“With due respect, my Lord,” Pascal said, “Whatever the circumstance, we are here, and not at the bottom of the ocean, or shipwrecked on the . . . what was it O’Brien called it? The Place of Bone. I agree that the situation is not ideal, but we are officers in His Majesty’s Navy–as I am sure you would tell me yourself if I were making such observations.”

    Boscawen fixed his junior with a stare that had caused many a junior officer to wilt. “You are being extremely forthright, for a lieutenant in His Majesty’s Navy, sir.”

    Pascal did not look away. “My Lord, do you think we will ever see England again?”

    “I don’t know.”

    “Nor do I, Admiral. And if we never do, then I daresay that the social order to which we both have become accustomed will be severely changed. Our place in it will depend on our own will. I . . . have no reason to tender you anything but obedience and respect while aboard Namur, sir, but there are assumptions that are likely to be challenged.”

    “Such as?”

    “I should think that would be obvious. Sir.”

    Boscawen considered a response, but just as with the governor at Barbados, he wasn’t sure what the point of it would be. The man was right; all the polite veneer that constituted military discipline, not to mention civil society, would be upended if this was their world–if the realm and the King were out of sight and inaccessible.

    And for now, there was nothing but open ocean–at least several hundred miles of it–before they reached Jamaica.

    “Pascal,” Boscawen said. “Look at the waves.”

    The lieutenant looked out to sea, away from the bow. “Waves, Admiral?”

    “Look ahead, a few points to starboard. Something is interrupting the waves. Ask the top if he sees any land.”

    “Aye, sir.” He shouted the order to the sailor in the topmast. “But we are unlikely to find an island out here–”

    “I do not trust our charts. It’s possible that something was overlooked.”

    Pascal touched his cap and nodded, walking back toward the pilothouse. Boscawen looked through his spyglass again, in the direction from which the cross waves were coming. There was something . . . a small formation, like a tiny island, several hundred yards away . . .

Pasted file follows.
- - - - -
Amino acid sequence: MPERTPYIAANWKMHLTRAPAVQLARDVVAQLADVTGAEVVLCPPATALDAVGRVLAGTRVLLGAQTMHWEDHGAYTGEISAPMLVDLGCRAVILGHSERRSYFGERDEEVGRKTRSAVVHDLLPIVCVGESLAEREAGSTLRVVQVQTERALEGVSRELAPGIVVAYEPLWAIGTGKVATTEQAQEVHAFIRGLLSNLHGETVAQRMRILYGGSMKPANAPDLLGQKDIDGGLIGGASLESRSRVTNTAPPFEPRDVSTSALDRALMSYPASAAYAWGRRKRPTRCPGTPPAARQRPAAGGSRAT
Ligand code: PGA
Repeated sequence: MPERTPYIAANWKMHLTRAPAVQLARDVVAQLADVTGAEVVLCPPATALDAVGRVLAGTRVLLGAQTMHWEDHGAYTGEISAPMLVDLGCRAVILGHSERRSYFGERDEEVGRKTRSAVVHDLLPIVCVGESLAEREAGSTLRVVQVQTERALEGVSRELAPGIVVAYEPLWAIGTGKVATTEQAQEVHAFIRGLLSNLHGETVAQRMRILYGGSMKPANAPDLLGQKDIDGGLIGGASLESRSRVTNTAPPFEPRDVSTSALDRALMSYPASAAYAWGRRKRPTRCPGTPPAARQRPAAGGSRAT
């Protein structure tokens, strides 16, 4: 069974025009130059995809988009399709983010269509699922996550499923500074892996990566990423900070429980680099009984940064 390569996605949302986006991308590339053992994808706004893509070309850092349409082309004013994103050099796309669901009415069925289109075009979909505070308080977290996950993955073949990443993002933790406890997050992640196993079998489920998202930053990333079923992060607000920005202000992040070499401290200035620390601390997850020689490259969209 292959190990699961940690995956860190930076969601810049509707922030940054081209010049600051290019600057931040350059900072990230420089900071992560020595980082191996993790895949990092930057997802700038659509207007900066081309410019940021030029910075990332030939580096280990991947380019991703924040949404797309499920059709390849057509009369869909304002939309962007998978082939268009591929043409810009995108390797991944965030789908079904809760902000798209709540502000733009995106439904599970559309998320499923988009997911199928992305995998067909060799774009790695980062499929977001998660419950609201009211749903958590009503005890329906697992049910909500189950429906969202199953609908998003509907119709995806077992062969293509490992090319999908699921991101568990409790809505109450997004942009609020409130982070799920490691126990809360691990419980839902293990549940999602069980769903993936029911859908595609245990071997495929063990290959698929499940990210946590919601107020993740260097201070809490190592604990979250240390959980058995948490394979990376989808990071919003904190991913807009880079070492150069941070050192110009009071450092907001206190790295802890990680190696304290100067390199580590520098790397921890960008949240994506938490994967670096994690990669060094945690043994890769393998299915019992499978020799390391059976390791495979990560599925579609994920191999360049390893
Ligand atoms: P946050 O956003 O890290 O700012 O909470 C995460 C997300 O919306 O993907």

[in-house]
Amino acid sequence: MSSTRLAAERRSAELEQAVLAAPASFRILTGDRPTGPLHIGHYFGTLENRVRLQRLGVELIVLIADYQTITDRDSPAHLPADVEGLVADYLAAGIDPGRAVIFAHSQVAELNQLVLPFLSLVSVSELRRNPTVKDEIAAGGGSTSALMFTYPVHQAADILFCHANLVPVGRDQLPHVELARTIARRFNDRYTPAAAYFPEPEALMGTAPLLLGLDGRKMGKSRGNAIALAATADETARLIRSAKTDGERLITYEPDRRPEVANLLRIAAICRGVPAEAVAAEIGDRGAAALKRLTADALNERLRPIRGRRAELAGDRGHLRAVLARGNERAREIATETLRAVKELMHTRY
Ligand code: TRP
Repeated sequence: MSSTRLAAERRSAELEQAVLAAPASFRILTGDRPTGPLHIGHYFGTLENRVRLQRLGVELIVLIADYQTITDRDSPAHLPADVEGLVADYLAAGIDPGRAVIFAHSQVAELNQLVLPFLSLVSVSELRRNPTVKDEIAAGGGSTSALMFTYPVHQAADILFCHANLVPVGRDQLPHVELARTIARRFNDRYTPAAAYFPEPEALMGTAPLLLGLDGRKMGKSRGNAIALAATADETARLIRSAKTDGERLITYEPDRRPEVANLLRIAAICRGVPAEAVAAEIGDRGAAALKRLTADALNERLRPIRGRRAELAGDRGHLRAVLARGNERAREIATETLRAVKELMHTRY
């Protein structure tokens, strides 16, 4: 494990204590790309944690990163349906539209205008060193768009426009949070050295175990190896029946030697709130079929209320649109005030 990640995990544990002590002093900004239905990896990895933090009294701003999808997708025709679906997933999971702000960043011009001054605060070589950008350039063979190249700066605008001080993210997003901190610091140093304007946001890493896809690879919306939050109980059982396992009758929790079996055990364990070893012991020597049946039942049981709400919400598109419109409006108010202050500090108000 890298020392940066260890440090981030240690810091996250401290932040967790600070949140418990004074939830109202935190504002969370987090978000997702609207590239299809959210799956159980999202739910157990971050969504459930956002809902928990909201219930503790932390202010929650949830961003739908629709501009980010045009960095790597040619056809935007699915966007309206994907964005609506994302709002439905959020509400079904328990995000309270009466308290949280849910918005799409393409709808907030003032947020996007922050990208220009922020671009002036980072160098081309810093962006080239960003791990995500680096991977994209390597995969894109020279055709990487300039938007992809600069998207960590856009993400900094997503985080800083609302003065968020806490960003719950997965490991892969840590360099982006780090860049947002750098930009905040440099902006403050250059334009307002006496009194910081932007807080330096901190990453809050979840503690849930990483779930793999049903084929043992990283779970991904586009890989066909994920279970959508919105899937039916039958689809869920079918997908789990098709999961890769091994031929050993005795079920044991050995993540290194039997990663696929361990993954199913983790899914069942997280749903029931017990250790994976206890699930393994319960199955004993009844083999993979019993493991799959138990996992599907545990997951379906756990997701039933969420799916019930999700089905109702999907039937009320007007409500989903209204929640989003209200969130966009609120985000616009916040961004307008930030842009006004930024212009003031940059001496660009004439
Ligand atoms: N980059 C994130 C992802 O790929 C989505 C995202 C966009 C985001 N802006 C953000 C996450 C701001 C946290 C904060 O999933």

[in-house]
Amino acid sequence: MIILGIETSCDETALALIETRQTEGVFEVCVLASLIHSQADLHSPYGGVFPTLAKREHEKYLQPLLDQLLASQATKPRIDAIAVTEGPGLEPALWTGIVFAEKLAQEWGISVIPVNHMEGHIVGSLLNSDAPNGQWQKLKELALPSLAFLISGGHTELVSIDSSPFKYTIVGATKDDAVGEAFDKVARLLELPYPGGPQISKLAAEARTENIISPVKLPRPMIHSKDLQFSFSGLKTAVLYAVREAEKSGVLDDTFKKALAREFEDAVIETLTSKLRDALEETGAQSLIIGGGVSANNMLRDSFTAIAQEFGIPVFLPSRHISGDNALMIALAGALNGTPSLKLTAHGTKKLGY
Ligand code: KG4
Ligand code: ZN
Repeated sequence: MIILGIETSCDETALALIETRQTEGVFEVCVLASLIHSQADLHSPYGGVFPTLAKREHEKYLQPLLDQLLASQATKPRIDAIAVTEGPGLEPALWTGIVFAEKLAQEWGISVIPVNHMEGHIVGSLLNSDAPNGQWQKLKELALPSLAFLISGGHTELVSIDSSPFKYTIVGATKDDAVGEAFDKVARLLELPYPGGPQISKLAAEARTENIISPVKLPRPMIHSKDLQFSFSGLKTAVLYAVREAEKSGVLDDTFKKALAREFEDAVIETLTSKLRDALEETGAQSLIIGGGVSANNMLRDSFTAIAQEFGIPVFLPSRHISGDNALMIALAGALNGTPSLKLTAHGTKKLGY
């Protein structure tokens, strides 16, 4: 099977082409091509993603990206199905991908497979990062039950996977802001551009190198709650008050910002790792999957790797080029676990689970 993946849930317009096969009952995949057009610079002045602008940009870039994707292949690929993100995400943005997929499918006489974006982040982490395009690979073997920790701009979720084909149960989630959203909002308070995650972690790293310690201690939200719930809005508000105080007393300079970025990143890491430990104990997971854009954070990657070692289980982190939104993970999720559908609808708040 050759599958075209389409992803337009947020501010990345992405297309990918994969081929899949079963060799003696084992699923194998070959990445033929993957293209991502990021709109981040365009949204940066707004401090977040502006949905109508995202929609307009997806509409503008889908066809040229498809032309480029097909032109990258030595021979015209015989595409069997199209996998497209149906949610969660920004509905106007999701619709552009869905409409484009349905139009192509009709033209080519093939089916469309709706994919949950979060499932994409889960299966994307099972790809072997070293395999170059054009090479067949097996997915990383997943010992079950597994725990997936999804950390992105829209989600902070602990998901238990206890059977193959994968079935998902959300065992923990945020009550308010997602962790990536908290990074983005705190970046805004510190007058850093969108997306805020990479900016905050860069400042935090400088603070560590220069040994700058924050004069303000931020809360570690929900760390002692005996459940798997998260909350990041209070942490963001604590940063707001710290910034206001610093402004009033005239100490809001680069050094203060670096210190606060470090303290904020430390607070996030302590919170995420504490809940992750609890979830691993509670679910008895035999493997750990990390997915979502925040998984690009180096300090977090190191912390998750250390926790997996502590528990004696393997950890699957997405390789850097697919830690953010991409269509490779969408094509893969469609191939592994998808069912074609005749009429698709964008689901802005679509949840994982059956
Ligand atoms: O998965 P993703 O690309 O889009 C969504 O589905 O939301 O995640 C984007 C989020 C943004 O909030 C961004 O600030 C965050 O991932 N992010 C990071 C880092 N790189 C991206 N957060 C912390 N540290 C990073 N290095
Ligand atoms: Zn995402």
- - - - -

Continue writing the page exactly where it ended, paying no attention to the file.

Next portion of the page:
. . . And as he watched, he saw it begin to move.

    “Beat to quarters!” Boscawen said. “Division officers, prepare all guns to fire! Come about–” he called out a heading that took them in the direction of the formation.

    It takes only a few minutes for a well-trained crew to prepare and run out the guns on a warship. Namur had an exceptionally well-trained one–Boscawen had picked most of them himself, including a fair complement of Cornishmen loyal to their Cornish admiral.

    The ship’s gun crew was separated into six divisions, each under the command of a junior officer. Namur had two decks of guns as well as bow- and stern-chasers. The process of preparing the main broadsides was a demonstration of the well-oiled machine: loading the cartridge, pricking it open through the touch-hole, loading the shot, applying the rammer, rolling the gun carriage out through the port, and waiting for the order to pull the lanyard to set off the gunlock on order so that the entire broadside was fired at once. The recoil from the discharge pulled the gun carriage back inboard, where it was stopped by the breech rope. Then the cannon was swabbed, and the process was repeated. A good crew–and Namur‘s crew certainly qualified–could do all this three times in the space of five minutes.

    Boscawen assumed that the object he saw was another ship–and in mid-ocean, it was as likely to be an enemy as an ally. The guns could always be hauled back in if he spied a Union Jack.

    Namur‘s sails caught the wind, and its smooth bow cut smoothly across the crosscurrents generated by the other ship–except, as they approached the target, it became apparent that it was no ship. The dark form that Boscawen had seen was the top of a head that slowly rose from the waves, water washing off the skull, and then the torso, of a great, fanged, tentacled thing–a creature from nightmare, a sea-creature. A more lyrical person, like his beloved Frances, might have called it something like a kraken.

    It loomed up, fifteen or twenty feet in the air–which suggested to Boscawen that there was likely a great deal more of the creature submerged nearby. It was not an island or a ship–it was some terrible enemy.

    In the face of a thing he had never before seen, in the middle of an ocean he had never before sailed, Admiral Edward Boscawen had only one thought.

    “Gun-captains! All guns–fire!

    The kraken was a terrifying thing, but the gun-crews were too busy to see what they were firing at, which was just as well. Even his brave Cornishmen might have hesitated in the face of the impossibility of it. They fired on the roll, after Namur turned to present its broadside; after two cannonades, the being–which, for all Boscawen knew, had never encountered round shot before–retreated beneath the waves.

    When all was quiet again, and the guns were secured, Boscawen stood for a long time at the rail of the quarterdeck, holding it tightly as he gazed overboard into the dark, choppy sea below.

    What has happened to the world I knew? he asked himself once again. But from the wind and the waves there came no answer.